Thousands of women are being released from prison each year without adequate help, a group of MPs and peers say.
In a letter to the government, they warn that releasing prisoners with just £46 and a plastic bag, often to homelessness, is tough on women.
It adds that the current lack of provision prevents rehabilitation and puts women at risk.
And it claims up to 60% of female prison-leavers have nowhere to go after custody, with 65% of these reoffending.
'Living on the street is the worst'
Letitia was released from prison at the end of January.
She says she's been in and out of prison since 2016 - all on drugs related offences - and that she got to the point where she worried as much about coming out of prison as going in.
"If you know that you're going to be released from prison and come back on to the street, it's horrible. Because living on the street is the worst."
This time, she's in accommodation run by a charity called Housing for Women. Letitia says without it, she would "absolutely" be on the streets again.
The charity has two houses in London, geared specifically to help female prisoners who have recently left custody. One provides supported accommodation for women leaving prison dealing with substance abuse, and the other offers practical help to women reconnecting with the children after being in custody.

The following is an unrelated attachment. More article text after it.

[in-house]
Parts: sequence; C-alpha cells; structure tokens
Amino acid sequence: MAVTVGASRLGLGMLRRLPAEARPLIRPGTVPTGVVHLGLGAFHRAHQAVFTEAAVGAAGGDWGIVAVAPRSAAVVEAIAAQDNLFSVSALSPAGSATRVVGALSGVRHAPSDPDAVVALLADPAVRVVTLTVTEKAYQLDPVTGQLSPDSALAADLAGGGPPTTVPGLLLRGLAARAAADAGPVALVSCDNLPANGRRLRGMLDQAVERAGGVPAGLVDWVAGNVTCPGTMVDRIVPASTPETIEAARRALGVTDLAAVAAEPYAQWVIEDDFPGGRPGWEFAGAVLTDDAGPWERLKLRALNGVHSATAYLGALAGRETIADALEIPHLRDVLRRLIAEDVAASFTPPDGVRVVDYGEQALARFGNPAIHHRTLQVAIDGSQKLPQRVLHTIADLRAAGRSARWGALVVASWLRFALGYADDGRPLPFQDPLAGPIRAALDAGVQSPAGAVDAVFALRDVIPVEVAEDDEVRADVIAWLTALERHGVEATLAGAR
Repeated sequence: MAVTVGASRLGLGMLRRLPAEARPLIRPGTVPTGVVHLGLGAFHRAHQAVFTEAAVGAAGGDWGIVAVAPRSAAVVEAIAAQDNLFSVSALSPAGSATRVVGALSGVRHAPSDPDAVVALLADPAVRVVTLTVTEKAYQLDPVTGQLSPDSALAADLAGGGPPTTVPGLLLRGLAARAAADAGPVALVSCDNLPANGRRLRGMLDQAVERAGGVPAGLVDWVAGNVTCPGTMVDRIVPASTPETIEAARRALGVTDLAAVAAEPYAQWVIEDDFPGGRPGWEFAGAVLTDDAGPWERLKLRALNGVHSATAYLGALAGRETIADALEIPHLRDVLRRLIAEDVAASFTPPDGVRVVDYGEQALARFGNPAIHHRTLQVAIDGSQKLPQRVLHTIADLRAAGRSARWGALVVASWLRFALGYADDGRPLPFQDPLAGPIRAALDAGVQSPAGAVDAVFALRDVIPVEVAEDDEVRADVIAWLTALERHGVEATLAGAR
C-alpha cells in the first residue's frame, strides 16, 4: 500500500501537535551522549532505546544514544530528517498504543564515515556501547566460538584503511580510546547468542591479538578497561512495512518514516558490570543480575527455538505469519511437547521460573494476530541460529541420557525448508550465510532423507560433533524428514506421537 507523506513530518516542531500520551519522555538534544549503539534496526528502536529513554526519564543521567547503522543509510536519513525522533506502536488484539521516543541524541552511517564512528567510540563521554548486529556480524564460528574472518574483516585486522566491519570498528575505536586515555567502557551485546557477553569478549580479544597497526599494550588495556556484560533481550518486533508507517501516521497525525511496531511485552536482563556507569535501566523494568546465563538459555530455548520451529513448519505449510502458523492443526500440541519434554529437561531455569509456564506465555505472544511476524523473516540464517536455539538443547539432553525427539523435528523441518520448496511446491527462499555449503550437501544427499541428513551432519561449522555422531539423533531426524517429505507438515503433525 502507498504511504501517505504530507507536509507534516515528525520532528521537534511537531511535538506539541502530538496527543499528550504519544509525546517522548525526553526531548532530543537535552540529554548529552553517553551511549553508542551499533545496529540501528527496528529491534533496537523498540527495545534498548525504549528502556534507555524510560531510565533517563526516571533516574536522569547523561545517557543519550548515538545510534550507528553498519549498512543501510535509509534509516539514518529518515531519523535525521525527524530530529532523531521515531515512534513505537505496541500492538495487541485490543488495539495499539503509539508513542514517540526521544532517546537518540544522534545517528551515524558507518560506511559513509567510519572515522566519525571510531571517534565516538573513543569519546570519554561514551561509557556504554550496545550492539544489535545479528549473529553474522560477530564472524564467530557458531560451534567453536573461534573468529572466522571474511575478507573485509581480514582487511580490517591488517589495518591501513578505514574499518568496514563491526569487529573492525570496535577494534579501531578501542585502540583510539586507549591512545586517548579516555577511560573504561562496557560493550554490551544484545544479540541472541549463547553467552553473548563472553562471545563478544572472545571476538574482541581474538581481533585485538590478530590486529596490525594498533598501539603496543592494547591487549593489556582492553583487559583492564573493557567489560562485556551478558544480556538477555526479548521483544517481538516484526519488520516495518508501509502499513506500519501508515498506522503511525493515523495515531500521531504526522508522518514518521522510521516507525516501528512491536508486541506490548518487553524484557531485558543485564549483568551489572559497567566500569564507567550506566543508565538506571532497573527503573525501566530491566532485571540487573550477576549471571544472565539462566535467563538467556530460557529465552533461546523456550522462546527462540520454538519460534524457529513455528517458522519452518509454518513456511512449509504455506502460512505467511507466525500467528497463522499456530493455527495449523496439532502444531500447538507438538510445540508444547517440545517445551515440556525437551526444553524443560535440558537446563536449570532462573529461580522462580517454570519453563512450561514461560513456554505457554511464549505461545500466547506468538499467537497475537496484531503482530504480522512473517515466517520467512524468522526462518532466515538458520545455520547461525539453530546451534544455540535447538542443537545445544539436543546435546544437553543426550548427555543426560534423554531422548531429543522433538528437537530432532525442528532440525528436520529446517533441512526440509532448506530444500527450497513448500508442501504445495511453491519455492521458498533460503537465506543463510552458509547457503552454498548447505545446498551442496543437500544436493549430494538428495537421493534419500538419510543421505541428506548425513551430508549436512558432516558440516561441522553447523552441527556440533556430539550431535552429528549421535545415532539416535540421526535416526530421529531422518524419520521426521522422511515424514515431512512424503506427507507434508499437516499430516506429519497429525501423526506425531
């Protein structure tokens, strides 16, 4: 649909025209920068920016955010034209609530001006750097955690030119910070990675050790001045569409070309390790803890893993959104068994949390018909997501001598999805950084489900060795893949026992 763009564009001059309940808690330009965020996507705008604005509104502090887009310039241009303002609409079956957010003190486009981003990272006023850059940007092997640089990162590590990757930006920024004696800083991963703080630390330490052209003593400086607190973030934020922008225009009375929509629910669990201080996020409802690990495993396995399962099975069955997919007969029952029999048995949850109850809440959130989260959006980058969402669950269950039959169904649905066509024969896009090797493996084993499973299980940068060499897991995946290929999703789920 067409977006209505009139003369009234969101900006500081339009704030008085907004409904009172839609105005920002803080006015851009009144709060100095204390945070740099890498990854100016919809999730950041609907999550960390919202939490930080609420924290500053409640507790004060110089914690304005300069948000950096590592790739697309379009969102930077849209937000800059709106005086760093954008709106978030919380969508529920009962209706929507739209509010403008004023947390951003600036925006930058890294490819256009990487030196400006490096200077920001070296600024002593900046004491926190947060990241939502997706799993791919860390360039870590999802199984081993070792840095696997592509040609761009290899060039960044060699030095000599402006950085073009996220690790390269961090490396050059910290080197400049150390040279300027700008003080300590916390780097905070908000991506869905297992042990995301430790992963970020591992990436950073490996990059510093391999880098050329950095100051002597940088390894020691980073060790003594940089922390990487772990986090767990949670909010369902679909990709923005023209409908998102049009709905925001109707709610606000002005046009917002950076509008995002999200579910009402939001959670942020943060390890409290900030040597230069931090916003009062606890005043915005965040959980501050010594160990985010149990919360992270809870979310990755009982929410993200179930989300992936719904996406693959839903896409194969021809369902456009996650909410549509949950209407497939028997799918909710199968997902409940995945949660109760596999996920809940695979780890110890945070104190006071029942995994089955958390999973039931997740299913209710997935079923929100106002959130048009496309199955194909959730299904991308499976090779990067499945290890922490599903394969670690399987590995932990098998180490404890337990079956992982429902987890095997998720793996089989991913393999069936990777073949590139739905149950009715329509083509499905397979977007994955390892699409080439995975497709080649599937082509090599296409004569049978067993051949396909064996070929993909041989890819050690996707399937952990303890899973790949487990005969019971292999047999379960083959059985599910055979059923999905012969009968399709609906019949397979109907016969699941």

For Letitia, who has two daughters, it's a life saver.
"My daughter's of an age where she said "Mum, I am not sure I want to see you'," she says.
"It knocked me for six. If I'd been out in the community and not been here, I don't think I would have got through that."
In January, the government announced £70 million to keep prison leavers off the streets, including £20 million for a new accommodation service that will house former prisoners for up to 12 weeks.
But campaigners say it will be rolled out in fewer than half of the probation regions across England and Wales.
Campaigners also say it does not deal with many vulnerable women's needs, which include being relocated away from where they have been victims of domestic violence, or to be rehoused with their children.
"A lack of safe, supported and permanent accommodation puts vulnerable women at risk and makes it near impossible for them to turn their lives around", the MPs' letter says.
They are also calling for designated officers to act as "brokers" for housing in every women's prison.
Prisoners are currently given a so-called "discharge grant" of £46 to cover travel and food on release, a rate set more than 25 years ago. Ministers have promised to raise that to £76 in the summer.
A government spokesman said: "Having a safe and secure place to stay reduces reoffending, which is why we provide temporary accommodation on release and have invested £200 million in rehabilitation support, including specialist women's services."